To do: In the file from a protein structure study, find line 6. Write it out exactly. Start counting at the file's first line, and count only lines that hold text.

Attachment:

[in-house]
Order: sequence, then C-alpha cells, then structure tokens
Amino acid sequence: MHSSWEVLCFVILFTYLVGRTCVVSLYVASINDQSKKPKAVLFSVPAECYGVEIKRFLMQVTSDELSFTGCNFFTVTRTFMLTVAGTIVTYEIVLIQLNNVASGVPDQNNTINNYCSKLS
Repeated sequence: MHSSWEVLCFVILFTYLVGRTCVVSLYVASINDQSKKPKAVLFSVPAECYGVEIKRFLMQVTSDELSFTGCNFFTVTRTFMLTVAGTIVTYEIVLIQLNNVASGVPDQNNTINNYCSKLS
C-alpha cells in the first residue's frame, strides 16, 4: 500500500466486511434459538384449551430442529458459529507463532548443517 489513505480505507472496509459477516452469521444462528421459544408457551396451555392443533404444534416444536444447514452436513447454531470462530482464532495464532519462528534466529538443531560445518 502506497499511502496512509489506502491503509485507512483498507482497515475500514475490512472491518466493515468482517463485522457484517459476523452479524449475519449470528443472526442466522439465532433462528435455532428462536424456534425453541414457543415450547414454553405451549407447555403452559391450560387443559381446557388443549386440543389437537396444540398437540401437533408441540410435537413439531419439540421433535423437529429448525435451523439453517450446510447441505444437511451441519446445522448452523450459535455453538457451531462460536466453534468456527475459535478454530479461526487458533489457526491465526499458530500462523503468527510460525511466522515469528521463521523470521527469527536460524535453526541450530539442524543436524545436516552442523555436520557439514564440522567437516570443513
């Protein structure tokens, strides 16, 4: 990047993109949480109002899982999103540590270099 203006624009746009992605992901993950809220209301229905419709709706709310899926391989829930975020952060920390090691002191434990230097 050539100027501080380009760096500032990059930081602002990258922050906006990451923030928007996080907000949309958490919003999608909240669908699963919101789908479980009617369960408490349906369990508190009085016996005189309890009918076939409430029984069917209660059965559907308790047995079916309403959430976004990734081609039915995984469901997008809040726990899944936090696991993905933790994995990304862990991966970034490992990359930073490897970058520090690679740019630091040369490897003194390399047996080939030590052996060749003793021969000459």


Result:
């Protein structure tokens, strides 16, 4: 990047993109949480109002899982999103540590270099 203006624009746009992605992901993950809220209301229905419709709706709310899926391989829930975020952060920390090691002191434990230097 050539100027501080380009760096500032990059930081602002990258922050906006990451923030928007996080907000949309958490919003999608909240669908699963919101789908479980009617369960408490349906369990508190009085016996005189309890009918076939409430029984069917209660059965559907308790047995079916309403959430976004990734081609039915995984469901997008809040726990899944936090696991993905933790994995990304862990991966970034490992990359930073490897970058520090690679740019630091040369490897003194390399047996080939030590052996060749003793021969000459």